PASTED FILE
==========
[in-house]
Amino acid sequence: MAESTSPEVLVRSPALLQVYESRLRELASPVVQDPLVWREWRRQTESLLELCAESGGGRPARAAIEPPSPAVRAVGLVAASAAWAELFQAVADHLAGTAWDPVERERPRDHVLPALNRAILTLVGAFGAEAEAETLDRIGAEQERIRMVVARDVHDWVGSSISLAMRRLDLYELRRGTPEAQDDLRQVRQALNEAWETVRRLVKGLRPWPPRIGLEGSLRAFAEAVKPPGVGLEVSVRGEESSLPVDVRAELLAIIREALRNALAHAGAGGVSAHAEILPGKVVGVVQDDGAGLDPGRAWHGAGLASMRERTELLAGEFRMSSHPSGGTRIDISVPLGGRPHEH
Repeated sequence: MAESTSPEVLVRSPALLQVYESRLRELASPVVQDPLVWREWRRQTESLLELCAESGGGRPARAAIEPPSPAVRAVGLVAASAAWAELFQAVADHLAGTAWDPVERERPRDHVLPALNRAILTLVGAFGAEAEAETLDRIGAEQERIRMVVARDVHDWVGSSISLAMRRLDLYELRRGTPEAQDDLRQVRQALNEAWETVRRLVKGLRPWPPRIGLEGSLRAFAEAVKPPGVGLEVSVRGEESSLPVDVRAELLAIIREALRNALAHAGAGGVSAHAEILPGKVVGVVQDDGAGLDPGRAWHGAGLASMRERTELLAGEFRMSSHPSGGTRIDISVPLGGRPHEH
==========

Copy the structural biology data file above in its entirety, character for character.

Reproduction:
[in-house]
Amino acid sequence: MAESTSPEVLVRSPALLQVYESRLRELASPVVQDPLVWREWRRQTESLLELCAESGGGRPARAAIEPPSPAVRAVGLVAASAAWAELFQAVADHLAGTAWDPVERERPRDHVLPALNRAILTLVGAFGAEAEAETLDRIGAEQERIRMVVARDVHDWVGSSISLAMRRLDLYELRRGTPEAQDDLRQVRQALNEAWETVRRLVKGLRPWPPRIGLEGSLRAFAEAVKPPGVGLEVSVRGEESSLPVDVRAELLAIIREALRNALAHAGAGGVSAHAEILPGKVVGVVQDDGAGLDPGRAWHGAGLASMRERTELLAGEFRMSSHPSGGTRIDISVPLGGRPHEH
Repeated sequence: MAESTSPEVLVRSPALLQVYESRLRELASPVVQDPLVWREWRRQTESLLELCAESGGGRPARAAIEPPSPAVRAVGLVAASAAWAELFQAVADHLAGTAWDPVERERPRDHVLPALNRAILTLVGAFGAEAEAETLDRIGAEQERIRMVVARDVHDWVGSSISLAMRRLDLYELRRGTPEAQDDLRQVRQALNEAWETVRRLVKGLRPWPPRIGLEGSLRAFAEAVKPPGVGLEVSVRGEESSLPVDVRAELLAIIREALRNALAHAGAGGVSAHAEILPGKVVGVVQDDGAGLDPGRAWHGAGLASMRERTELLAGEFRMSSHPSGGTRIDISVPLGGRPHEH